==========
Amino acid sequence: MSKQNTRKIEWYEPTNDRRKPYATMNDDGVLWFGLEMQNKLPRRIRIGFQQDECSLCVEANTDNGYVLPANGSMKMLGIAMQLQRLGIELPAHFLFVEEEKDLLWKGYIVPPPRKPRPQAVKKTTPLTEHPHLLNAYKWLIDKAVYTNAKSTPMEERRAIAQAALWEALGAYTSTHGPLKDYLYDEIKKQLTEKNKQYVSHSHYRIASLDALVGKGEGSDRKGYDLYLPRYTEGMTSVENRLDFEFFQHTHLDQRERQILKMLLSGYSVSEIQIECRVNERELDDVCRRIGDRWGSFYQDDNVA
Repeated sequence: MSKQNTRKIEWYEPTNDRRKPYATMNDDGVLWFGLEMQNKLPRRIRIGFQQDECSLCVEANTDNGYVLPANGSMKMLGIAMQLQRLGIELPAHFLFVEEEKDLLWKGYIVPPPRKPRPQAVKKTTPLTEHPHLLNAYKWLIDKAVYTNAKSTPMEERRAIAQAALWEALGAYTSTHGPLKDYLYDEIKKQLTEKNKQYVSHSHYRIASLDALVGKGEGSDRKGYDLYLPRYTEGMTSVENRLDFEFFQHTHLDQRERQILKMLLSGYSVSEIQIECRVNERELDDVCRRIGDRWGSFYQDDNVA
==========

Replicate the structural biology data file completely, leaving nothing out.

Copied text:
Amino acid sequence: MSKQNTRKIEWYEPTNDRRKPYATMNDDGVLWFGLEMQNKLPRRIRIGFQQDECSLCVEANTDNGYVLPANGSMKMLGIAMQLQRLGIELPAHFLFVEEEKDLLWKGYIVPPPRKPRPQAVKKTTPLTEHPHLLNAYKWLIDKAVYTNAKSTPMEERRAIAQAALWEALGAYTSTHGPLKDYLYDEIKKQLTEKNKQYVSHSHYRIASLDALVGKGEGSDRKGYDLYLPRYTEGMTSVENRLDFEFFQHTHLDQRERQILKMLLSGYSVSEIQIECRVNERELDDVCRRIGDRWGSFYQDDNVA
Repeated sequence: MSKQNTRKIEWYEPTNDRRKPYATMNDDGVLWFGLEMQNKLPRRIRIGFQQDECSLCVEANTDNGYVLPANGSMKMLGIAMQLQRLGIELPAHFLFVEEEKDLLWKGYIVPPPRKPRPQAVKKTTPLTEHPHLLNAYKWLIDKAVYTNAKSTPMEERRAIAQAALWEALGAYTSTHGPLKDYLYDEIKKQLTEKNKQYVSHSHYRIASLDALVGKGEGSDRKGYDLYLPRYTEGMTSVENRLDFEFFQHTHLDQRERQILKMLLSGYSVSEIQIECRVNERELDDVCRRIGDRWGSFYQDDNVA